Apollo 8 Crew Captured Iconic Earthrise Image

This computer-generated visualization depicts the Apollo 8 spacecraft in orbit around the Moon, with Earth rising over the horizon. (Credits: NASA Goddard Scientific Visualization Studio/Ernie Wright)

By Bob Granath
NASA’s Kennedy Space Center, Florida

The year 1968 was one of the most turbulent in history. War was raging in Vietnam, Rev. Martin Luther King Jr. and Sen. Robert Kennedy were assassinated and the Cold War included the race to the Moon.

But at Christmastime a half-century ago, millions around the world paused to follow the flight of Apollo 8. For the first time, humans left Earth for a distant destination.

(more…)

A Bold Step: Apollo 8 Sends First Human Flight Beyond Earth

Frank Borman, Jim Lovell and Bill Anders looked back after leaving Earth orbit for the Moon. This view extends the northern hemisphere to the southern tip of South America. Nearly all of South America is covered by clouds. (Credits: NASA)

By Bob Granath
NASA’s Kennedy Space Center, Florida

“Apollo 8. You are Go for TLI.”

With these cryptic words spoken on Dec. 21, 1968, NASA’s Mission Control gave the crew of Apollo 8 approval for TLI — trans-lunar injection — permission to become the first humans to leave Earth orbit. Their destination, 234,000 miles away, was the Moon.

(more…)

Borman & Lovell Celebrate 90th Birthdays

Apollo 8 crew members William Anders, Frank Borman and Jim Lovell on the carrier after their mission. (Credit: NASA)

by Douglas Messier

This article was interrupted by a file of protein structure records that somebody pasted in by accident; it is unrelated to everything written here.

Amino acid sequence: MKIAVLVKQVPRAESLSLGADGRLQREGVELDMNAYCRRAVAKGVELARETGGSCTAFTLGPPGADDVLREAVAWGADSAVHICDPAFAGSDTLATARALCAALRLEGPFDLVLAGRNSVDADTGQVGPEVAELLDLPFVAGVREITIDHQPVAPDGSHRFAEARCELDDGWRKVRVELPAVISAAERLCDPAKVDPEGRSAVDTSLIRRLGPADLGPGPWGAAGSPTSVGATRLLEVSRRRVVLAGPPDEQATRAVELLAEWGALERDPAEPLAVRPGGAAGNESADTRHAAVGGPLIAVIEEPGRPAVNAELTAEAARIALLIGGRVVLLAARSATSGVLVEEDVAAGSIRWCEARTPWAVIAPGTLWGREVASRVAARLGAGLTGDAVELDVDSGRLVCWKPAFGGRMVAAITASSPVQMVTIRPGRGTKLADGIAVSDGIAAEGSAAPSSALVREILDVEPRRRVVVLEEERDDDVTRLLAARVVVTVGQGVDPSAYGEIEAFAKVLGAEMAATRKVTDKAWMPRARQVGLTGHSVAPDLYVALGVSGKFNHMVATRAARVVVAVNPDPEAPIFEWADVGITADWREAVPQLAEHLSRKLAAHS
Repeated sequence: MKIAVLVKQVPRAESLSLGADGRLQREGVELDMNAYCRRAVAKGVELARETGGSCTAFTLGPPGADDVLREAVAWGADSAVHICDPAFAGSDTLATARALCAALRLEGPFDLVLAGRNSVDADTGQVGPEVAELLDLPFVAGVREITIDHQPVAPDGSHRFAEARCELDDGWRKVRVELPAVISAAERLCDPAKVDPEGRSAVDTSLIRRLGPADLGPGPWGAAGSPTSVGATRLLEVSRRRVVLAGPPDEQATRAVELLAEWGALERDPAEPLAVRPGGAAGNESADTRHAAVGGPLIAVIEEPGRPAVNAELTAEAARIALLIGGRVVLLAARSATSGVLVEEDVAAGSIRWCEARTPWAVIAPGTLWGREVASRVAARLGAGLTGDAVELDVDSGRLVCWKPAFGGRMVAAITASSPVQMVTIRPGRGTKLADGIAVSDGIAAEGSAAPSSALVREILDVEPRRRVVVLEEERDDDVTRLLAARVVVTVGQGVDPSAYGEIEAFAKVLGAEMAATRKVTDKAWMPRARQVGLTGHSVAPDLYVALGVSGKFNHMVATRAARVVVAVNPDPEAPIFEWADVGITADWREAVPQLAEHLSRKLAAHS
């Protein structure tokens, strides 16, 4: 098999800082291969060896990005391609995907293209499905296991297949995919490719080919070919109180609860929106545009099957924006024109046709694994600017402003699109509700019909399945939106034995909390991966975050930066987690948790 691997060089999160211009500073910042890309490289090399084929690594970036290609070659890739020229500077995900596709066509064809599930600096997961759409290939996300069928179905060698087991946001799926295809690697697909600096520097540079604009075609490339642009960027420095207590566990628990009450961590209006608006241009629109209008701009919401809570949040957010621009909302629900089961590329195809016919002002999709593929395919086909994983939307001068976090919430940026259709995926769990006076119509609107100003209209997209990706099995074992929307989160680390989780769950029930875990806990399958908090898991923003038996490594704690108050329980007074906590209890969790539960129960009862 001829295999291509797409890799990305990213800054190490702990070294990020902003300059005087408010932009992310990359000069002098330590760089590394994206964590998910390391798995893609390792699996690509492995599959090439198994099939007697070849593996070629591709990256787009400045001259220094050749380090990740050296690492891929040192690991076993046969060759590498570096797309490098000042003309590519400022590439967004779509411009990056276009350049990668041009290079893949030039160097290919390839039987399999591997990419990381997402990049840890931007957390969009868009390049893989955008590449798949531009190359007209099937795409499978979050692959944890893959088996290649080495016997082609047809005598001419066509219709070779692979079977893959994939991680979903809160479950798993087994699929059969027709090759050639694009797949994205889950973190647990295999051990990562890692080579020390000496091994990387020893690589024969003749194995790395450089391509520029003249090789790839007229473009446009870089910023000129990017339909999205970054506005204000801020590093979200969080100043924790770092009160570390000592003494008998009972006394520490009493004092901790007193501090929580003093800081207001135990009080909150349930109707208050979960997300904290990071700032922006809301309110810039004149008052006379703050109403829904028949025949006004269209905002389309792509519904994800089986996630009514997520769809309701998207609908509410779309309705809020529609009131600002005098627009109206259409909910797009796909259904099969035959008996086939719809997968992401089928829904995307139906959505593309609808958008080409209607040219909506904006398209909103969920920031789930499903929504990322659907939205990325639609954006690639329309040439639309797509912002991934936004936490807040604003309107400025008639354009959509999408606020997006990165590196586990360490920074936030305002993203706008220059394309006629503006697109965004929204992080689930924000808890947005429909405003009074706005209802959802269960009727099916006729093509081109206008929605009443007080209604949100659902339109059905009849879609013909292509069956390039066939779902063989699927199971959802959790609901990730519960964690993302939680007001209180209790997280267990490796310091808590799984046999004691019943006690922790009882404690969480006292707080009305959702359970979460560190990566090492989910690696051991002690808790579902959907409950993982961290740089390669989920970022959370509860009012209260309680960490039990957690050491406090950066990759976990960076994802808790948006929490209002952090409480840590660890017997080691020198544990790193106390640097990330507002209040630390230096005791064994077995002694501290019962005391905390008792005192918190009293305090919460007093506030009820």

Managing Editor

Parabolic Arc would like to extend belated birthday wishes to Frank Borman and Jim Lovell, who both celebrated their 90th birthdays this month. Lovell’s birthday was Sunday, and Borman celebrated his latest trip around the sun on March 14.

The two nonagenarians, who were crew mates on Gemini 7 and Apollo 8, are the oldest of the surviving Apollo astronauts. The rest of their compatriots are all in the 80’s.

(more…)

We’re Losing Our Apollo Astronauts

Astronaut Richard “Dick” Gordon with Charles “Pete” Conrad before their Gemini 10 mission. (Credit: NASA)

NASA astronaut Richard “Dick” Gordon, who died on Monday at the age of 88, was the third Apollo-era astronaut to pass away this year and the second who was involved in a lunar mission.

Gordon was command module pilot for Apollo 12, which saw Pete Conrad and Alan Bean walk on the moon in November 1969. Gordon stayed in orbit aboard aboard the command service module Yankee Clipper while his colleagues explored the lunar surface. It was the second and final spaceflight for Gordon, who flew aboard Gemini 10 with Conrad three years earlier.

(more…)